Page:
The Opaque God
Release year: 2011
Run time: 90 mins
Film type: Documentary
Guankouni is a 74-year-old lady and also the only surviving Oroqen shaman. She used to put the tributes in the shrine on the first or fifth day of every month, according to the traditional way of worshipping the gods. After recovering from an illness, an idea comes to her: she hopes to find someone to take over from her and carry on this ancient religious culture. Young people today no longer believe in God; this is the biggest obstacle to finding her successor. She targets her daughter Daisy and son Jurong, but the results of the succession ceremony become less predictable once local government gets involved …
Gu Tao was born in 1970 in Inner Mongolia, China, where his father was an ethnographer and photographer. Gu graduated in 1995 from Inner Mongolia Art College with a major in oil painting. After studying photography at the China Academy of Art in Beijing, he started making documentaries, many of which have one awards at international film festivals (Yamagata 2011, Singapore 2012). Gu Tao pursues his ethnographic documentary vocation from a home in the artists’ village of Songzhuang, Beijing.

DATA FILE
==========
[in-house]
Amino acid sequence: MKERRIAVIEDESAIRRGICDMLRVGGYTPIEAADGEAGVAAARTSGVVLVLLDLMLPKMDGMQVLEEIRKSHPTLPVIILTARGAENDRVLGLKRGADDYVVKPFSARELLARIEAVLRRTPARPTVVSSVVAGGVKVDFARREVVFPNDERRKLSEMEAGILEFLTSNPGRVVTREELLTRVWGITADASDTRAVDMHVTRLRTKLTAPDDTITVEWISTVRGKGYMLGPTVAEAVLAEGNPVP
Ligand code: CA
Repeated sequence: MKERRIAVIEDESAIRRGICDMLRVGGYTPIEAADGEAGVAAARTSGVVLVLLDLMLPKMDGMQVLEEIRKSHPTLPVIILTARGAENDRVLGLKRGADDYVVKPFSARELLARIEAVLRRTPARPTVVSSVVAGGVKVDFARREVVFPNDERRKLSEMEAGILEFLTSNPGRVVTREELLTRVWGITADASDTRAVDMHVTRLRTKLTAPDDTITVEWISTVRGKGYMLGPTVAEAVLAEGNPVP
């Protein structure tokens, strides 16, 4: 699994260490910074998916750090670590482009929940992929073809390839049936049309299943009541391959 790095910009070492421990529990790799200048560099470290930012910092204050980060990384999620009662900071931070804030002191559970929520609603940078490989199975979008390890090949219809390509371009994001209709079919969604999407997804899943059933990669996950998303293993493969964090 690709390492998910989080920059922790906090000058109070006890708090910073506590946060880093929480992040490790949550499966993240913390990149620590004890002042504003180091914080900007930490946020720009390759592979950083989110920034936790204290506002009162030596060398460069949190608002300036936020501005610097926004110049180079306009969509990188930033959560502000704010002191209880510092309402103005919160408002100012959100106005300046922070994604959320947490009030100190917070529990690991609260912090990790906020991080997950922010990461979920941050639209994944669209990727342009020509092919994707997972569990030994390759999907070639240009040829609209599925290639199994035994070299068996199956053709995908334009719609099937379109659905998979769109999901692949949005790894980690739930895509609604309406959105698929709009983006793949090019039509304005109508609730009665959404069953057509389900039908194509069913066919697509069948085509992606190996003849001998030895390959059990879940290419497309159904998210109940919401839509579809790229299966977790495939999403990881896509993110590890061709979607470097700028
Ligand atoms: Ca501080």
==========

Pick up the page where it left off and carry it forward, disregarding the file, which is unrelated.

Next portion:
The Oroqen people living in northeast China believe in Shamanism. A shaman is a messenger from God and the angels. The Oroqen people left the forest which they had lived on for generations and started settled life in 1953 at the initiative of the Government. In response to the government’s call to "get rid of feudal superstition", Guankouni held a "farewell altars" memorial ceremony to bid farewell to the gods she carried. The event lasted for two days and nights, and her priest’s coat was discarded in an unknown place deep in the mountains…
In the new century, however, protection of traditional culture and heritage became mainstream. Shamanism, previously a superstition, is now treated as a part of traditional culture and Guankouni the inheritor of the shaman customs and culture. She’s lost in the whirlpool of the new terms such as “eco-tourism”, “cultural protection” and so on.
Is this only a single case or a microcosm of society, the divine will or the will of man?